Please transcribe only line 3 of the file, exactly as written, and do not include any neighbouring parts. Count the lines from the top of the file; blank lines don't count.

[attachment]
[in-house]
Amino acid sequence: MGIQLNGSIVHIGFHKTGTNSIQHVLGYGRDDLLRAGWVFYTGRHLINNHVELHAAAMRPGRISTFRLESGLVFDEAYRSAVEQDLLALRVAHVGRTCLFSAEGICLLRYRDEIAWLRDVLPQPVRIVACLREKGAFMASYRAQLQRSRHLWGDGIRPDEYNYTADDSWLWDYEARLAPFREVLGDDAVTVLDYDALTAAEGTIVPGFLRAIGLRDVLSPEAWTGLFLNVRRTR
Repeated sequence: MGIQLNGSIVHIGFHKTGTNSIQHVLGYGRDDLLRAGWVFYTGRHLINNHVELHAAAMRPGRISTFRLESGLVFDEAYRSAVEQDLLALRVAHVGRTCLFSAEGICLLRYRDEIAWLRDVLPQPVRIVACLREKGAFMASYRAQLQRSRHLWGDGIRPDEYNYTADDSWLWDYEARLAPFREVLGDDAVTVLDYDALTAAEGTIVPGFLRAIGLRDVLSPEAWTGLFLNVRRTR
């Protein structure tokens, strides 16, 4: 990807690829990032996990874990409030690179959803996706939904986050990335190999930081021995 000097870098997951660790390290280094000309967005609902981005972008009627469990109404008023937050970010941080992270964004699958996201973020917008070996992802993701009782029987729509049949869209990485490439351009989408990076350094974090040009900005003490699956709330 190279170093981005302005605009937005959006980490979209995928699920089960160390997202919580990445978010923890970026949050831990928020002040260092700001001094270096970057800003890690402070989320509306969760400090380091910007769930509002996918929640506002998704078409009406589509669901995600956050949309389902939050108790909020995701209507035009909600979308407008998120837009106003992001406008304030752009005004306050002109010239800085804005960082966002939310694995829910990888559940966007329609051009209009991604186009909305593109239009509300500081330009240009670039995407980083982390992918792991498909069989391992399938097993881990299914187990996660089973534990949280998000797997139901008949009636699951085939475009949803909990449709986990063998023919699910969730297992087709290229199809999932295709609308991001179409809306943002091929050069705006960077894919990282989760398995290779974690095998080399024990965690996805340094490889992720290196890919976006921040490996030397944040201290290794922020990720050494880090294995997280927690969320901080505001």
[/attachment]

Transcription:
Repeated sequence: MGIQLNGSIVHIGFHKTGTNSIQHVLGYGRDDLLRAGWVFYTGRHLINNHVELHAAAMRPGRISTFRLESGLVFDEAYRSAVEQDLLALRVAHVGRTCLFSAEGICLLRYRDEIAWLRDVLPQPVRIVACLREKGAFMASYRAQLQRSRHLWGDGIRPDEYNYTADDSWLWDYEARLAPFREVLGDDAVTVLDYDALTAAEGTIVPGFLRAIGLRDVLSPEAWTGLFLNVRRTR